And so they keep to themselves, avoid socializing, and over time even get a little paranoid—one of the best reasons for talking it out that I can give.
My personal opinion, is that in the majority of mass shootings, in malls, movie theatres and schools and such, the root cause is a profound depression, one that has gone on far too long and been left untreated.
One of the ways to get out of depression is to do something. Anything is better than sitting around looking at the walls and wondering why everybody hates you. For one thing, it’s not true, and for another, you are feeding your own depression.
And the longer I let that depression go on, unchecked, and just let it eat at me, the more likely I am to go, or do, or say something stupid. That’s my big weakness, isn’t it?
Shooting my mouth off and being full of them negative waves, Moriarity.
That is why it is important to talk it out, as far as I’m concerned.
Once or twice someone has said something about my remarkable sense of humour.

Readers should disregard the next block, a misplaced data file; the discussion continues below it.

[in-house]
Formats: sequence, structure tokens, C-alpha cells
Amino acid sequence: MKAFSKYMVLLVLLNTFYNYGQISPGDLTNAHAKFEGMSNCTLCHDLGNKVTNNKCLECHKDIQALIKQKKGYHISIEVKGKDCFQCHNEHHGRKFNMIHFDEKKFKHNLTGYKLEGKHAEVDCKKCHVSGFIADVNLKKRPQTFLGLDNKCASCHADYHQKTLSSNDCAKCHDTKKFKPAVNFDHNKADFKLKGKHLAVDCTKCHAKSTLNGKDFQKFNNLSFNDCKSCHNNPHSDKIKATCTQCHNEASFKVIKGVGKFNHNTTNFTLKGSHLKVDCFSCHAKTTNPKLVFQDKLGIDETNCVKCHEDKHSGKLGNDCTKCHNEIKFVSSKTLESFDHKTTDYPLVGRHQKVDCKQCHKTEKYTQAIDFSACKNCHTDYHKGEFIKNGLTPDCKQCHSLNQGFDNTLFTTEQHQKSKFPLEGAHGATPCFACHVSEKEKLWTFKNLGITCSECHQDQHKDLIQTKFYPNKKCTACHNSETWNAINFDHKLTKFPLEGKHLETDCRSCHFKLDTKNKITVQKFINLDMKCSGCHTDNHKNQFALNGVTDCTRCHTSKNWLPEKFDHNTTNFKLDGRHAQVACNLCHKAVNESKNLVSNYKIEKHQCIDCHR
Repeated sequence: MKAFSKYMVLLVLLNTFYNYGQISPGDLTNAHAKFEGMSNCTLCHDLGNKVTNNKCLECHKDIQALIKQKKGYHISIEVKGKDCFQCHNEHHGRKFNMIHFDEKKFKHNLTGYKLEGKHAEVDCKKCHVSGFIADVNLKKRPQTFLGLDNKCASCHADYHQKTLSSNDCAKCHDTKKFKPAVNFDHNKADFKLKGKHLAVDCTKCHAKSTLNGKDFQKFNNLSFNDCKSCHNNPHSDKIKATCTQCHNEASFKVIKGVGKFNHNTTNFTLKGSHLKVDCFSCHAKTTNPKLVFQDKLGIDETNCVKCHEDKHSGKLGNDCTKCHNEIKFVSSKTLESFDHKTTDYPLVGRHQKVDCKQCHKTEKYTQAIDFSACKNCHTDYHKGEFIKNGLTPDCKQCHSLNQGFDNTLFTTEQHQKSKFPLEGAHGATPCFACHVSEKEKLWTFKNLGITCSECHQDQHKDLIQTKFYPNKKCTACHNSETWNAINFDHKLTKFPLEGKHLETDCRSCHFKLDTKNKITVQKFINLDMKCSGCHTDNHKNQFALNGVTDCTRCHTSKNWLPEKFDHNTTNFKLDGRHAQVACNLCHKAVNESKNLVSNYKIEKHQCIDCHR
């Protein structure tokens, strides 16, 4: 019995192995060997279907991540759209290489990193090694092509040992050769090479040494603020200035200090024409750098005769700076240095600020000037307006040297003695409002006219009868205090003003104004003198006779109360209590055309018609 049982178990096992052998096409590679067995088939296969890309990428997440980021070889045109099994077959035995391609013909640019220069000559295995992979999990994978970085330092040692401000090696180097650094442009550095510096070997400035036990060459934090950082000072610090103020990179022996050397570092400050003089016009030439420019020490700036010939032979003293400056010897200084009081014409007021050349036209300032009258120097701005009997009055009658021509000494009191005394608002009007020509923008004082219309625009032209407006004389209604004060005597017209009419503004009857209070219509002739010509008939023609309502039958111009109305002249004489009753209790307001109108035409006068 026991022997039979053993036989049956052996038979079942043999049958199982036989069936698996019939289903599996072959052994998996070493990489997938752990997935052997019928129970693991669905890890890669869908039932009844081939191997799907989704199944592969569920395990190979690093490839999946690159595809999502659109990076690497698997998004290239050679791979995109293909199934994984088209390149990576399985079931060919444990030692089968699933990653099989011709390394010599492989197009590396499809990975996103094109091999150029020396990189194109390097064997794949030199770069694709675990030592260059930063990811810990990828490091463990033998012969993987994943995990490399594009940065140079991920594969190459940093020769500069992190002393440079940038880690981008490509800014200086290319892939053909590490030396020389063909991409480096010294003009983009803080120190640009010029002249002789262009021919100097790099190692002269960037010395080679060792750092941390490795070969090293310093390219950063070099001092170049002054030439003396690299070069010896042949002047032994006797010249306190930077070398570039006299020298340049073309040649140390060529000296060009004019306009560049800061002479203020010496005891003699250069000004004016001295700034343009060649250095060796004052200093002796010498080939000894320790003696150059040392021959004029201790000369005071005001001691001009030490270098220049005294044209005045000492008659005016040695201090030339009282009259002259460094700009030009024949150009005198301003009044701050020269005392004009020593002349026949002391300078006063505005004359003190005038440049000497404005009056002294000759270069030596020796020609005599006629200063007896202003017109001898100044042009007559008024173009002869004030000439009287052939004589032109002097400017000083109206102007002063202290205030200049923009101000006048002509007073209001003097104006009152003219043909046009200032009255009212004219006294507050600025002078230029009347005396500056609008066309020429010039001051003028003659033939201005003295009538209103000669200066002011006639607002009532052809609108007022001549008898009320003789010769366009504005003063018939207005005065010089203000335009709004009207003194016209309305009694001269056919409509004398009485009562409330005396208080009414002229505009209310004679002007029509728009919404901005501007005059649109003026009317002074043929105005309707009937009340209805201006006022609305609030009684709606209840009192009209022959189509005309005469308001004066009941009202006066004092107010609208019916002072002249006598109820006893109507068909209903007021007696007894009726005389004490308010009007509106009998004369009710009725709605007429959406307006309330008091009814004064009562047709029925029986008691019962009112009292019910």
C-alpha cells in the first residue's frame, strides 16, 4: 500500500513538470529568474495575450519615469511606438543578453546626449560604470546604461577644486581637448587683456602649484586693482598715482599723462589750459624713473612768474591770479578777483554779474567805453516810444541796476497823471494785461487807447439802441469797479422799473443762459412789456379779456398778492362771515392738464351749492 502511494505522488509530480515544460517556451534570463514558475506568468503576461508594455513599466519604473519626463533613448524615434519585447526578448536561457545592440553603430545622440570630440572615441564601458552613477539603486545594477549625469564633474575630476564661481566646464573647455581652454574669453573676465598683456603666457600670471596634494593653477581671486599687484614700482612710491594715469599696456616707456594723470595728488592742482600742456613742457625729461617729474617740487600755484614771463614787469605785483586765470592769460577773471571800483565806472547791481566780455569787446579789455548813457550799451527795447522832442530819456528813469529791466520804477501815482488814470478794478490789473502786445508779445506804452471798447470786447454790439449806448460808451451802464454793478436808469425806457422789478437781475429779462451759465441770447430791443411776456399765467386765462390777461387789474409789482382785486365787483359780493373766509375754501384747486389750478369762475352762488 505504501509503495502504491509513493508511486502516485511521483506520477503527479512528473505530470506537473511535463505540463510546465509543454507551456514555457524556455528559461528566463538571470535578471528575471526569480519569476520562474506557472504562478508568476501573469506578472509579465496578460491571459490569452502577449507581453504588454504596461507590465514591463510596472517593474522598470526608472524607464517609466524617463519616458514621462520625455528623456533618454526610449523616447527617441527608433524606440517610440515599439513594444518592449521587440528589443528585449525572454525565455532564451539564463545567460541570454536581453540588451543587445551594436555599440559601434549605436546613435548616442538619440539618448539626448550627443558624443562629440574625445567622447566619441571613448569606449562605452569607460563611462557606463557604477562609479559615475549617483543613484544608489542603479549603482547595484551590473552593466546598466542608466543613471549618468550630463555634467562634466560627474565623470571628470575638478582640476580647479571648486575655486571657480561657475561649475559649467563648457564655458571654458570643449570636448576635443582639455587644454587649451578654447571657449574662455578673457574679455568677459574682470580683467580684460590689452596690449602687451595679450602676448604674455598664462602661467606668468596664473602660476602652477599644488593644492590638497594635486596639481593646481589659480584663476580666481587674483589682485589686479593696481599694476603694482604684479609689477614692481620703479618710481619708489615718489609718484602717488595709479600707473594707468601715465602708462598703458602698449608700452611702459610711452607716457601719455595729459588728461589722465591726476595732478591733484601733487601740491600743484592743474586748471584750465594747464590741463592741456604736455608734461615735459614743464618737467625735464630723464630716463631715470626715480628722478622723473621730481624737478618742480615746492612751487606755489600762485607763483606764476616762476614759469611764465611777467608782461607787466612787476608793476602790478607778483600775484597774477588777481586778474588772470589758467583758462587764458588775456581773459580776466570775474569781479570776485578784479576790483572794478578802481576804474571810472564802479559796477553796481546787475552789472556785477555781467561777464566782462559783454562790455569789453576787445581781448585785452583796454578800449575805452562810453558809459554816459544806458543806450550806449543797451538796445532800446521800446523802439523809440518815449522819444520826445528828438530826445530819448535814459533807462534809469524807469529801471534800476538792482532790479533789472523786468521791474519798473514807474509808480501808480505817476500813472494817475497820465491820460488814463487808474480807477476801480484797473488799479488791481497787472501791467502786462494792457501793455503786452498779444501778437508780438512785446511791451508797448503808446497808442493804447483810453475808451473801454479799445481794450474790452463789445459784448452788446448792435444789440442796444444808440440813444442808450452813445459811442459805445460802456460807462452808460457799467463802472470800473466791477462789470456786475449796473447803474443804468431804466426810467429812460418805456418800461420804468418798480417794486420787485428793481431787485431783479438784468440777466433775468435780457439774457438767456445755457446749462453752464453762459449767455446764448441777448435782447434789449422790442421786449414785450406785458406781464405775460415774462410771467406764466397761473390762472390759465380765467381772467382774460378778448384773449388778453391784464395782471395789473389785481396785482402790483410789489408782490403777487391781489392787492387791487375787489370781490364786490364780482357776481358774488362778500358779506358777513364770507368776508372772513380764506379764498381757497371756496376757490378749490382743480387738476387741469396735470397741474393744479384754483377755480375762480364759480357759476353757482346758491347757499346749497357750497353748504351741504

That’s not a gift of heredity. It’s a coping strategy, and it comes from suffering, ladies and gentlemen.
Everyone has some sense of humour, but then everyone who has ever been born has also suffered, haven’t they?
Suffering is a universal element in the human experience.
That one’s a frickin’ no brainer.
One of the neat things about being a writer is that you can express yourself, and a joke or a good line is a kind of story-telling.
He came by it honestly enough.
That’s a little private joke we have around here, ladies and gentlemen.
I guess you could say the same thing about almost anybody; and it’s not even an insult.